The film tells the stories of four sets of guests at the Beverly Hills Hotel. “Visitors From New York”: No-nonsense Hannah (Jane Fonda) has just flown in to confront her ex-husband Bill (Alan Alda), now a successful screenwriter as well as content transplant to L.A., about their daughter who wants nothing more than to get away from her mom. “Visitors From London”: Academy Award nominee Diana Barrie (Maggie Smith) has arrived with husband Sidney Cochran (Michael Caine) for the ceremony. Up for a role in a light comedy no one considers her anything more than a dark horse but when things turn out exactly as expected certain tensions both of them have been holding back discussing finally come out during the early morning hours after they return to their room. “Visitors From Philadelphia”: Marvin Michaels (Walter Matthau) has flown in for his nephew’s bar mitzfah, totally unprepared for the prostitute his brother leaves in his room late that night and when he wakes up in the morning has to figure out what to do about the unconscious girl just as his wife Millie (Elaine May) is arriving. “Visitors From Chicago”: Drs. Chauncey Gump (Richard Pryor) and Willis Panama (Bill Cosby) along with wives Lola (Gloria Gifford) and Bettina (Sheila Frazier) are on a vacation together which has quickly escalated from bad to worse leading to all tensions between the couples coming to a boil when they meet at the hotel tennis court for a long-awaited doubles match.
I’m not sure why, but somehow it feels like the DVD should come with an alternate version that replicates when it first aired on (I’m going to guess) the ABC Sunday Night at the Movies. It’s tempting to say that CALIFORNIA SUITE plays like a fairly effortless-seeming job by all involved with director Herbert Ross whipping this all together in his workmanlike sort of way that he seemed to pull off for a good amount of his career. The expected bouncy, airy feeling is maintained by all that light jazz with David Hockney paintings over the opening credits adding class but the strain shows in CALIFORNIA SUITE, almost sooner than expected. The film bounces back and forth through the various stories, planting itself down in long stretches for the meat of each of them with the ‘serious’ acts kept mostly in the first half and the ‘funny’ ones in the latter. Maybe it pulls off the conceit about as well as it could—the two alternatives would be to do the whole thing as a straight anthology piece or just bounce all around throughout with no particular emphasis at any time (basically how Woody Allen’s recent TO ROME WITH LOVE handled this) but to do it that way would possibly rob the individual stories of dramatic momentum which wouldn’t have been a problem on stage. CALIFORNIA SUITE tries to keep a semblance of the roots of the piece but also seems determined to keep from coming off as too stagebound, maybe in the wrong ways.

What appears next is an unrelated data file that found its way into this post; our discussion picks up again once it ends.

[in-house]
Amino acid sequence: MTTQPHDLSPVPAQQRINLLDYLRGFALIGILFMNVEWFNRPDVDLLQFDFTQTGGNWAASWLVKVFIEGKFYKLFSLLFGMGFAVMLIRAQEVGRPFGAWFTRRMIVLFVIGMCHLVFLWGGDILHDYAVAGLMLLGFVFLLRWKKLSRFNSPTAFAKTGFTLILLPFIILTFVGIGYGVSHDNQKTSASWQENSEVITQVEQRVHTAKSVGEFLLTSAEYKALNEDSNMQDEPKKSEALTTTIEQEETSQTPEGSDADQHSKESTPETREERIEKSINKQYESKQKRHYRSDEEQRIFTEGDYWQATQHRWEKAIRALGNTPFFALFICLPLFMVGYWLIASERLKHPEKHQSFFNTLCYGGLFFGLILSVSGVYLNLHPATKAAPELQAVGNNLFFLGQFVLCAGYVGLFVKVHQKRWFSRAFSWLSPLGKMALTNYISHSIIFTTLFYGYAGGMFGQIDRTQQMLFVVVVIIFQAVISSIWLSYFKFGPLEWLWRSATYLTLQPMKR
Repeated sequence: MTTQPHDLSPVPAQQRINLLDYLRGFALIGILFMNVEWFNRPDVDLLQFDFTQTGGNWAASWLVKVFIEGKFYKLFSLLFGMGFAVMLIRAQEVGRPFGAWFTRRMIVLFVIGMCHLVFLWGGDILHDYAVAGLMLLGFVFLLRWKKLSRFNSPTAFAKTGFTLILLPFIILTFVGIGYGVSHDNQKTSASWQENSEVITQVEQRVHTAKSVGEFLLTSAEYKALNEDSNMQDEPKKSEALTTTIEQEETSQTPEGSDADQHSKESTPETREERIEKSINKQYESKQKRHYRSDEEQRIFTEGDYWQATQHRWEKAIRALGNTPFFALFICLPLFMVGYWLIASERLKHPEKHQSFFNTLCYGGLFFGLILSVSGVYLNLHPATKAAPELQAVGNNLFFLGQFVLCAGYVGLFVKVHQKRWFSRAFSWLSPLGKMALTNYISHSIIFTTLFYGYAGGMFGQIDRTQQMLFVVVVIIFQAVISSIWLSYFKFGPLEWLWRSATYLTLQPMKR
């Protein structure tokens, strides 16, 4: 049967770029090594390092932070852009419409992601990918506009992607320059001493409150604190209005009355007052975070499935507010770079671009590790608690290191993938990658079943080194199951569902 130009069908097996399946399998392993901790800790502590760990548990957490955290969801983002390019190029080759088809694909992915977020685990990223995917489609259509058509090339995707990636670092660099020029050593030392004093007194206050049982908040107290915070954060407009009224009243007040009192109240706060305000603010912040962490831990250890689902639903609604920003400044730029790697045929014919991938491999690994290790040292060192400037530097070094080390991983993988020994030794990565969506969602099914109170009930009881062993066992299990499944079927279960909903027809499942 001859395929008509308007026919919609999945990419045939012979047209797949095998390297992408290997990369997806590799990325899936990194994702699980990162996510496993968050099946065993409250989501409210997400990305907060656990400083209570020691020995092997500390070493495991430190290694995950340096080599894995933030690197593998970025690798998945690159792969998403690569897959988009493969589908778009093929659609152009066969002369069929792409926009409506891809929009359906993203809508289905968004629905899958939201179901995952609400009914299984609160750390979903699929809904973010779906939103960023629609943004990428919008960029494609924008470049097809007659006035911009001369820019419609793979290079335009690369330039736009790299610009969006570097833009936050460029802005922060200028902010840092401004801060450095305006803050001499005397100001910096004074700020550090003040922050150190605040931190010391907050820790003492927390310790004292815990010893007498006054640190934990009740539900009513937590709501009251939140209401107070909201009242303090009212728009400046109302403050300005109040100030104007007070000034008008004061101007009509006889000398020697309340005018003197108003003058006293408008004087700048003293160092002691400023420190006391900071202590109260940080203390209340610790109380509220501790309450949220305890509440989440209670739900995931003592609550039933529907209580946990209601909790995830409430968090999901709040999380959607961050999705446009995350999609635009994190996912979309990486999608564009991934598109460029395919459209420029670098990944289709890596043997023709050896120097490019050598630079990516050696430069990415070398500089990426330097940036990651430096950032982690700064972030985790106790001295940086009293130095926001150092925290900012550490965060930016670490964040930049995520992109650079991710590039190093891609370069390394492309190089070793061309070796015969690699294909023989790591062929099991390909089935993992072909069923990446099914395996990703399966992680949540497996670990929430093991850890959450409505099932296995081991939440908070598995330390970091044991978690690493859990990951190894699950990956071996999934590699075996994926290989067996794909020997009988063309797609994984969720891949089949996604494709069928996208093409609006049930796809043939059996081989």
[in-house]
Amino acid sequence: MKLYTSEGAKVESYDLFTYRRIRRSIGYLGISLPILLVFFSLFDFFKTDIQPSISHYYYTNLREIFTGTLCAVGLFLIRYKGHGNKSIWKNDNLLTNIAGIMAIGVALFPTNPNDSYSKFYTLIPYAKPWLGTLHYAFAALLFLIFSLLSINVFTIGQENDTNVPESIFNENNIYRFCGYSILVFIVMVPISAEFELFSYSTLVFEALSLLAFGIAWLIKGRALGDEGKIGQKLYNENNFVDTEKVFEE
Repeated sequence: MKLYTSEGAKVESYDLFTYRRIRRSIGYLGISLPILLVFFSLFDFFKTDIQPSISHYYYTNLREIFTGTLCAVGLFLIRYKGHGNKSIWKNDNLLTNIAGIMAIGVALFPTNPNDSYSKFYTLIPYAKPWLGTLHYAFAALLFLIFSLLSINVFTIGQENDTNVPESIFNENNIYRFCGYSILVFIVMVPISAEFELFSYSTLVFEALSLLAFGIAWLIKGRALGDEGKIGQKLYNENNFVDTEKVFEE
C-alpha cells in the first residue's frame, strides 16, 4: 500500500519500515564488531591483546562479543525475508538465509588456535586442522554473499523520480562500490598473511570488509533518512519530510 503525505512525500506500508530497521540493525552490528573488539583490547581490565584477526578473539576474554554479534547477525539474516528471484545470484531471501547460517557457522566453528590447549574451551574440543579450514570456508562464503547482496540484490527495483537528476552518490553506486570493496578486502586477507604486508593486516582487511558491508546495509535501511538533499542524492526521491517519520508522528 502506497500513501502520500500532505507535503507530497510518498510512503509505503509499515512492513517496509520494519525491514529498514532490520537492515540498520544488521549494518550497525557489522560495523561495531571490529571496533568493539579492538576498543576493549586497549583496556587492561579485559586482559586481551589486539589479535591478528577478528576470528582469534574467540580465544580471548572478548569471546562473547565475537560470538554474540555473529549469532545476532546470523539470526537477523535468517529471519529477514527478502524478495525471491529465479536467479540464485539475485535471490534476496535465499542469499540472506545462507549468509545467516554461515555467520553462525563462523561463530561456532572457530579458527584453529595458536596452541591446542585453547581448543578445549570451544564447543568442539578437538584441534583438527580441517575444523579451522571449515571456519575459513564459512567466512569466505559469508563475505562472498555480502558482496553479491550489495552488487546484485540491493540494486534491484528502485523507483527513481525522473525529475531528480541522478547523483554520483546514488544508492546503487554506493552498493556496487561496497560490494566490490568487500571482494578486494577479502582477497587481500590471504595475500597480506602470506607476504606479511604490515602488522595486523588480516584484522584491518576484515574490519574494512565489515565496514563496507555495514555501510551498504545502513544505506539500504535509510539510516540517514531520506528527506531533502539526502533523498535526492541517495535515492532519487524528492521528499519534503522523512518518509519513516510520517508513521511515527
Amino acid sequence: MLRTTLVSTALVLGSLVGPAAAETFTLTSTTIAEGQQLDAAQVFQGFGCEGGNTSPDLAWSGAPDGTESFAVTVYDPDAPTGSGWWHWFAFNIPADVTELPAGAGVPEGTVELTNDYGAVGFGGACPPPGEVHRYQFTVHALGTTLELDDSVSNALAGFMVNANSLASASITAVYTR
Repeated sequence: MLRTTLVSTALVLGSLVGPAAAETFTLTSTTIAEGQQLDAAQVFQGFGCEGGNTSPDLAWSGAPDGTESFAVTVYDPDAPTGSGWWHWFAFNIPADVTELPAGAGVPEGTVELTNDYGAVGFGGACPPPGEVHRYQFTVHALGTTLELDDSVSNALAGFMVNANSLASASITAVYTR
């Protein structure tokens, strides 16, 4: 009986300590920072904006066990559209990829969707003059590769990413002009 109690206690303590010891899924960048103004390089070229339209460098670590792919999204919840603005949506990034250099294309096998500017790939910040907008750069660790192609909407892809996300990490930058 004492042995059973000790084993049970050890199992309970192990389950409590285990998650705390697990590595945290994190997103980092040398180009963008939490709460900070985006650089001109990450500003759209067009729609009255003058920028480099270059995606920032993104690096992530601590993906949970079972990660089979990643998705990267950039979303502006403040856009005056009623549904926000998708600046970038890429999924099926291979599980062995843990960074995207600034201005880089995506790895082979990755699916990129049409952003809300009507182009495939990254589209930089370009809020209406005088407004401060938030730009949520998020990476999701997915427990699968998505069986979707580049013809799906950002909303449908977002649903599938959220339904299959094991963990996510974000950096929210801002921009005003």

When we settle down with ‘Visitors From New York’ early on for a long stretch not only is there a certain jarring effect in terms of the pacing there’s the feel that however much of the dialogue may have been maintained it’s almost trying too hard to feel not like a play, continually changing the settings from the hotel room to the car to the restaurant to walking back to the car to the beach (I guess an excuse to show off Fonda in a bikini) to Bill’s house. The overall effect is almost too cutty, too jumpy, unwilling to breathe and not really helped that the drama being played here comes as a little too grating with the great emphasis placed on these two unpleasant people so early on almost winds up dragging the whole movie down before the end of the first half-hour. Alda’s screenwriter has become one of those Tony Roberts characters who change completely when they move to L.A. and Fonda’s ex presumably as bitter as she always was made all the worse by how unwilling he is to fight with her. In the material is an interesting example of the New York-Los Angeles dichotomy that Simon explored at other times like in I OUGHT TO BE IN PICTURES—back when the two places probably seemed much further away from each other than they do now in the days when it was a big deal what the movie shown on a flight was going to be or before people actually knew what guacamole was—but moving out of the hotel to other locations in such rapid fashion helps insure that it never achieves any real rhythm, just coming off as bitter and not in a good way. Maybe Simon was all too close to these types of people and it seems notable that “Visitors From London” doesn’t feel at all like characters from the Neil Simon universe which may be why it all seems that much more fresh and mature in a way that is a little surprising now. Even if it is just his stab at writing an English drawing room comedy in some kind of Noel Coward vein he still maintains the perfect balance between the barbs and the more serious declarations both characters make throughout while apparently drinking all the alcohol in California with every single line flat-out flowing helped immeasurably by two actors that are perfect for each other. As a result, it’s the only part of the movie that contains any real emotion. The story does move out of the room down into the hotel bar and briefly towards the award ceremony but it’s more willing to keep the characters isolated from everyone in their suite and the flow is simply better. Possessing an almost unexpected level of maturity, the piece seems to know that there’s no way to tie a box on this conflict that would be neat and easy, simply willing to find a way for both of them to be content for the time being and it lets the two characters linger even when their story has finished.